6.
Am J Infect Control ; 49(2): 151-157, 2021 02.
Article in English | MEDLINE | ID: covidwho-1336189

ABSTRACT

BACKGROUND: An outbreak of corona virus disease 2019 (COVID-19) in Wuhan, China has spread quickly across the world, the World Health Organization (WHO) has declared this a pandemic. COVID-19 can be transmitted from human to human and cause nosocomial infection that has brought great challenges to infection control in medical institutions. Due to the professional characteristics, the research hospital still received a large number of trauma emergency tasks during the outbreak. It is urgent to establish a graded prevention and control guidance of surgery. METHODS: Review the implementation of surgical grading control measures in this hospital during the epidemic of COVID-19. RESULTS: The surgical prevention measures based on patients with different risks included prescreening and preoperative risk assessment, preparation of operating room, medical staff protection and environmental disinfection measures, etc. From January 20 to March 5, 2020, a total of 4,720 operations had been performed in this hospital, of which 1,565 were emergency operations and 22 for medium-risk and high-risk patients who may have the 2019 severe acute respiratory syndrome coronavirus 2 infection. And there is no medical staff exposed during the implementation of protective measures. CONCLUSIONS: Through the risk assessment of surgical patients and adopting surgical grading control measures, the risk of severe acute respiratory syndrome coronavirus 2 spread during the surgical process can be reduced greatly.


Subject(s)
COVID-19/prevention & control , Emergency Service, Hospital/organization & administration , Infection Control/organization & administration , Infectious Disease Transmission, Patient-to-Professional/prevention & control , Risk Management/methods , Surgical Procedures, Operative/statistics & numerical data , COVID-19/transmission , China/epidemiology , Health Plan Implementation , Humans , Risk Assessment , SARS-CoV-2 , Surgical Procedures, Operative/adverse effects
7.
J Occup Environ Med ; 63(5): 357-362, 2021 05 01.
Article in English | MEDLINE | ID: covidwho-1301397

ABSTRACT

OBJECTIVES: We explored teachers' emotional reactions to the COVID-19 pandemic, and the association between COVID-19 risk management and these emotional reactions. METHODS: We used cross-sectional data from 2665 teachers working at public schools. Participants responded to a questionnaire in May 2020. The analyses were adjusted for sex, age, cohabitation, and region. RESULTS: Knowledge about adequate test behavior and feeling secure regarding colleagues' actions to hinder spread of virus were associated with less frequent emotional reactions. Lack of access to personal protective equipment and exposure to infected pupils, parents or colleagues were associated with more frequent emotional reactions. CONCLUSION: Similar to other groups of frontline employees, teachers experience negative emotional reactions to the COVID-19 pandemic. Gaining knowledge about teachers' worries and fears during pandemics is an important first step enabling leaders and occupational health professionals to address these.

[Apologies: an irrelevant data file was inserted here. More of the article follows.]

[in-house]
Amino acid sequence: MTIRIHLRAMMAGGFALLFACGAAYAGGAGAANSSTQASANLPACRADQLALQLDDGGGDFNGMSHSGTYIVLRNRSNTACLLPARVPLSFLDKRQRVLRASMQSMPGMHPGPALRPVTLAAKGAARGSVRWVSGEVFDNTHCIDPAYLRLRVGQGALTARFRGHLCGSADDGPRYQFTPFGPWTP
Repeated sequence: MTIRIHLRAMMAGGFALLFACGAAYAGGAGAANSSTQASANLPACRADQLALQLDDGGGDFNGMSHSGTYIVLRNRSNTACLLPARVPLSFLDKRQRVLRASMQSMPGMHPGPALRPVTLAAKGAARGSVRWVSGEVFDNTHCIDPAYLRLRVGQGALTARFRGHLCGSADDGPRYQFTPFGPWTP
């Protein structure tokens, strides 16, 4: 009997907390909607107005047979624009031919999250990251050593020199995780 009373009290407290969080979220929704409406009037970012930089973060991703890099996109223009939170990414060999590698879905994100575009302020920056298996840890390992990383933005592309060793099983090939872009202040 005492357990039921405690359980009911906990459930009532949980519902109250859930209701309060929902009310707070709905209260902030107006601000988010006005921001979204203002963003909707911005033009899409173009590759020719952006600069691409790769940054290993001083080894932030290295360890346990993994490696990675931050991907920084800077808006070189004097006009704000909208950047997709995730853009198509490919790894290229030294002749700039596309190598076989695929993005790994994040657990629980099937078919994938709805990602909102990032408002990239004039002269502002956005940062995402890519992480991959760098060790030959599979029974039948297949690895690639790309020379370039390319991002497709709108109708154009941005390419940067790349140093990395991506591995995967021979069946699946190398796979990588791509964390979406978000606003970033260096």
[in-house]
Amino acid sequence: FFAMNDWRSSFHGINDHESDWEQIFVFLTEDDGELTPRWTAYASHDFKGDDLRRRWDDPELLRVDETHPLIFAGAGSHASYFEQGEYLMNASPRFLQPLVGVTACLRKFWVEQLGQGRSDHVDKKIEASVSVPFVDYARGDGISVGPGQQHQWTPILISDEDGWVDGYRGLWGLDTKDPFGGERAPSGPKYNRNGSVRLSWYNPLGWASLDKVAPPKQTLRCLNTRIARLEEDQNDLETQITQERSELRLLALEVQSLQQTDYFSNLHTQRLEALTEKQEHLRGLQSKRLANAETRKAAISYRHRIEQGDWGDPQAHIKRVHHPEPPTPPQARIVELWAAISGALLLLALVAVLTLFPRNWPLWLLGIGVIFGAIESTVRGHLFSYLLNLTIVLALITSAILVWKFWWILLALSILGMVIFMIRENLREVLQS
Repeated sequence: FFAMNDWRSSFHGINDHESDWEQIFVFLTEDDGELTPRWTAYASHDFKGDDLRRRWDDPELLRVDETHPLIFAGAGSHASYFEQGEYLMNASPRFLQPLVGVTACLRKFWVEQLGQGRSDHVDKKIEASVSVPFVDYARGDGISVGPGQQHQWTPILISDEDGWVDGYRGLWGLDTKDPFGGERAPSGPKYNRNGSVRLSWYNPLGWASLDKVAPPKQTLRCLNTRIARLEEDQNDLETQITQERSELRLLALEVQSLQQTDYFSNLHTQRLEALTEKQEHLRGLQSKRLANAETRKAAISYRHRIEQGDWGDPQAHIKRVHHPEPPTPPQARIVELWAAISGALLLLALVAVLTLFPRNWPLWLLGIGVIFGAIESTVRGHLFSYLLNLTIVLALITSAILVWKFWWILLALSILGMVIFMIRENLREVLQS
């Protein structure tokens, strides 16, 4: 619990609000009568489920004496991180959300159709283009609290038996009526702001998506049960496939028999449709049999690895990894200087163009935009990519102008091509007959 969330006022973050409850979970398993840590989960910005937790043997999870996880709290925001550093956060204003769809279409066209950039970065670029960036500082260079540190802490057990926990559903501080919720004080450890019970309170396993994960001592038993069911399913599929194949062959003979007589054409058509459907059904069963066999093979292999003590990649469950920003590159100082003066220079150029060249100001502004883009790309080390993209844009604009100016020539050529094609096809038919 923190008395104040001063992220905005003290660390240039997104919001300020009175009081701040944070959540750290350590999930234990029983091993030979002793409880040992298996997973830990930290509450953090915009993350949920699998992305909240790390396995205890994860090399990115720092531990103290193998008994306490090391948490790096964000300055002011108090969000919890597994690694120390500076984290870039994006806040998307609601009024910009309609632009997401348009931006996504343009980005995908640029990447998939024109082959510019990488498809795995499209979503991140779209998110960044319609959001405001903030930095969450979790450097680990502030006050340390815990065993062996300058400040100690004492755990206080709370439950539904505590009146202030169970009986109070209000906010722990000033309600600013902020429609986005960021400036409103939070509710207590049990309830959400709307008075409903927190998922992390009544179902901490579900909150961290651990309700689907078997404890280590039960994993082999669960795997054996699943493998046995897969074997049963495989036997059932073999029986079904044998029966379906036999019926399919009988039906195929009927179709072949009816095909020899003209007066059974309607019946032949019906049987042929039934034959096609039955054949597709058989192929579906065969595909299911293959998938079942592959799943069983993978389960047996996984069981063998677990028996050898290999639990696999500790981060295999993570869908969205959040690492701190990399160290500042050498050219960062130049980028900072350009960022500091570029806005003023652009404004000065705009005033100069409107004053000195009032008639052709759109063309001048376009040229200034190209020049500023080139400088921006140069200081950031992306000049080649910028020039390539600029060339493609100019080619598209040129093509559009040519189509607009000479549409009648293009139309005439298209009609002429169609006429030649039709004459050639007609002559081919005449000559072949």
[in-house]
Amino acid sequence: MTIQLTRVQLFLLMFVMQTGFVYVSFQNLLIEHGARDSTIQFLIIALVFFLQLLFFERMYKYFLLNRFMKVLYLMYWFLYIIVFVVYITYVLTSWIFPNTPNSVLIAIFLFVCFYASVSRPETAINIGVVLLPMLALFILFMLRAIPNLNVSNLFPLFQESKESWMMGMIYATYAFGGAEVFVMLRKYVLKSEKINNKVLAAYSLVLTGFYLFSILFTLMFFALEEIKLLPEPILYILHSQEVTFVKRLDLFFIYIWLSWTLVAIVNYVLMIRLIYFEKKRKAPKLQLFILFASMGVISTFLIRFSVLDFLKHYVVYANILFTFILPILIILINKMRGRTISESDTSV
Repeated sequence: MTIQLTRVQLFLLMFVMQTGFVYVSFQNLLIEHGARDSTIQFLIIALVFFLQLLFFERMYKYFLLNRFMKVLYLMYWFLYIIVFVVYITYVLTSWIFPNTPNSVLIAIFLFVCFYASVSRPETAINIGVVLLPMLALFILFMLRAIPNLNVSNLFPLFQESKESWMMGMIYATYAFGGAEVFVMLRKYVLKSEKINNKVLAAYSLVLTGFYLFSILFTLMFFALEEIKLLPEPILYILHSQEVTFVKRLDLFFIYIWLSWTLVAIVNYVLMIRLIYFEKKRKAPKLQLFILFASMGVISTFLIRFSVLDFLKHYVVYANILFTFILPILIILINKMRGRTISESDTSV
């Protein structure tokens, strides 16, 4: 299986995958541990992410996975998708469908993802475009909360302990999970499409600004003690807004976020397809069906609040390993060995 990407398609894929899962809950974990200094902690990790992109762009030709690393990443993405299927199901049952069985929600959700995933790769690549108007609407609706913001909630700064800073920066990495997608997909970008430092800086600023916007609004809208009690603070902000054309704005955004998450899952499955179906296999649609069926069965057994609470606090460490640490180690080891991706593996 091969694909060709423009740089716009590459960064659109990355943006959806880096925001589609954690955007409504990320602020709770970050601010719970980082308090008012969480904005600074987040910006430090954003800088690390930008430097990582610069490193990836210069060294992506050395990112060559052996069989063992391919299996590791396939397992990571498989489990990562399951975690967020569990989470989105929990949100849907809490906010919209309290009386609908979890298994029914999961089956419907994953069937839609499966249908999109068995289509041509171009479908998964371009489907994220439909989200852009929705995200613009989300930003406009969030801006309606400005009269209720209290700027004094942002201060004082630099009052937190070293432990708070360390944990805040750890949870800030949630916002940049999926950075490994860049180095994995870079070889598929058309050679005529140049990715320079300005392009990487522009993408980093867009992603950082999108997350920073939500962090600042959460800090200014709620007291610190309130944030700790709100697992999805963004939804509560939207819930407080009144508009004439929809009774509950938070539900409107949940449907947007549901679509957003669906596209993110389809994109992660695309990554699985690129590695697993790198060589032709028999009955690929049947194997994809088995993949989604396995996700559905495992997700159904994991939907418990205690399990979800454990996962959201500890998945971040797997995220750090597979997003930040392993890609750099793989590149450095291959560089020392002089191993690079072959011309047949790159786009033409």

Subject(s)
COVID-19/psychology , Emotions , Health Knowledge, Attitudes, Practice , School Teachers/psychology , Adult , Communicable Disease Control/standards , Cross-Sectional Studies , Denmark/epidemiology , Female , Humans , Male , Middle Aged , Risk Management/methods , SARS-CoV-2 , Schools , Surveys and Questionnaires , Workplace
10.
Contemp Clin Trials ; 104: 106368, 2021 05.
Article in English | MEDLINE | ID: covidwho-1155430

ABSTRACT

OBJECTIVES: COVID-19 pandemic caused several alarming challenges for clinical trials. On-site source data verification (SDV) in the multicenter clinical trial became difficult due to travel ban and social distancing. For multicenter clinical trials, centralized data monitoring is an efficient and cost-effective method of data monitoring. Centralized data monitoring reduces the risk of COVID-19 infections and provides additional capabilities compared to on-site monitoring. The key steps for on-site monitoring include identifying key risk factors and thresholds for the risk factors, developing a monitoring plan, following up the risk factors, and providing a management plan to mitigate the risk. METHODS: For analysis purposes, we simulated data similar to our clinical trial data. We classified the data monitoring process into two groups, such as the Supervised analysis process, to follow each patient remotely by creating a dashboard and an Unsupervised analysis process to identify data discrepancy, data error, or data fraud. We conducted several risk-based statistical analysis techniques to avoid on-site source data verification to reduce time and cost, followed up with each patient remotely to maintain social distancing, and created a centralized data monitoring dashboard to ensure patient safety and maintain the data quality. CONCLUSION: Data monitoring in clinical trials is a mandatory process. A risk-based centralized data review process is cost-effective and helpful to ignore on-site data monitoring at the time of the pandemic. We summarized how different statistical methods could be implemented and explained in SAS to identify various data error or fabrication issues in multicenter clinical trials.